What Is Domestic Abuse?

Since April 2013, Domestic Abuse has been defined by the Government as

“Any incident or pattern of incidents of controlling, coercive or threatening behaviour, violence or abuse between those aged 16 or over who are or have been intimate partners or family members regardless of gender or sexuality. This can encompass, but is not limited to, the following types of abuse:

• psychological

• physical

• sexual

• financial

• emotional

Controlling behaviour is: ystod o weithredoedd a gynlluniwyd i wneud person yn-ddeddfwriaeth a / neu yn ddibynnol drwy eu gwahanu oddi wrth ffynonellau o gefnogaeth, fanteisio ar eu hadnoddau a'u galluoedd ar gyfer elw personol, eu hamddifadu o'r dulliau sydd eu hangen ar gyfer annibyniaeth, ymwrthedd a dianc a rheoleiddio eu hymddygiad bob dydd.

Ymddygiad cymhellol yn: gweithred neu batrwm o weithredoedd o ymosodiad, bygythiadau, cywilydd a brawychu neu gam-drin arall a ddefnyddir i niwed, cosbi, neu godi ofn ar y dioddefwr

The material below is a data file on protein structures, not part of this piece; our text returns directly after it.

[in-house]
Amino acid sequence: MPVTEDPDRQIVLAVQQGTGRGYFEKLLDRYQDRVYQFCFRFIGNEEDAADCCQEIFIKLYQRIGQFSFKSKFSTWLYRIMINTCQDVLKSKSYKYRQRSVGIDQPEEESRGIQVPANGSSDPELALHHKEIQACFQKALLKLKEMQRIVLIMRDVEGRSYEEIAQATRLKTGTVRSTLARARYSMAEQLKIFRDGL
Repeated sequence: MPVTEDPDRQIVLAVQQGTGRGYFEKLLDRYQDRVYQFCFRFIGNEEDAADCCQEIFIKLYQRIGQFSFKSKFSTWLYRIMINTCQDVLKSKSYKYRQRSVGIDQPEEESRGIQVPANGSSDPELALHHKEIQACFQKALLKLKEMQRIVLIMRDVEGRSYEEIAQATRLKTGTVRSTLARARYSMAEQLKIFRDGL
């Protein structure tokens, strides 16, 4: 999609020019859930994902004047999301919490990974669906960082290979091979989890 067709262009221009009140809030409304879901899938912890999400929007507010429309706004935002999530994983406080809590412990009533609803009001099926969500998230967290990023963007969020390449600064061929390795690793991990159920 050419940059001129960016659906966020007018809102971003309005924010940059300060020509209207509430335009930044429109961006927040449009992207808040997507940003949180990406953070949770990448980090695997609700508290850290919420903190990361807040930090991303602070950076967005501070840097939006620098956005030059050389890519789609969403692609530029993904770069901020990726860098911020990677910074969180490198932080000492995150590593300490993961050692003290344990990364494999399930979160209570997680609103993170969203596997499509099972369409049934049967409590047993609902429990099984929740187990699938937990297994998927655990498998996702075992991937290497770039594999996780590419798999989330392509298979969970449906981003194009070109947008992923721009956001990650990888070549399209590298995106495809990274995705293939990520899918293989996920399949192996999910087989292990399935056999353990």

Pa ffurf bynnag y mae'n ei gymryd, cam-drin domestig yn anaml iawn yn ddigwyddiad unwaith ac am byth, and should instead be seen as a pattern of abusive and controlling behaviour through which the abuser seeks power over their victim. Typically the abuse involves a pattern of abusive and controlling behaviour, which tends to get worse over time. The abuse can begin at any time, in the first year, or after many years of life together. It may begin, continue, or escalate after a couple have separated and may take place not only in the home but also in a public place.

Domestic abuse occurs across society, regardless of age, gender, hil, rhywioldeb, cyfoeth, a daearyddiaeth.

Women’s Aid defines domestic abuse as an incident or pattern of incidents of controlling, coercive, threatening, degrading and violent behaviour, including sexual violence, by a partner or ex-partner. It is very common. In the vast majority of cases it is experienced by women and is perpetrated by men.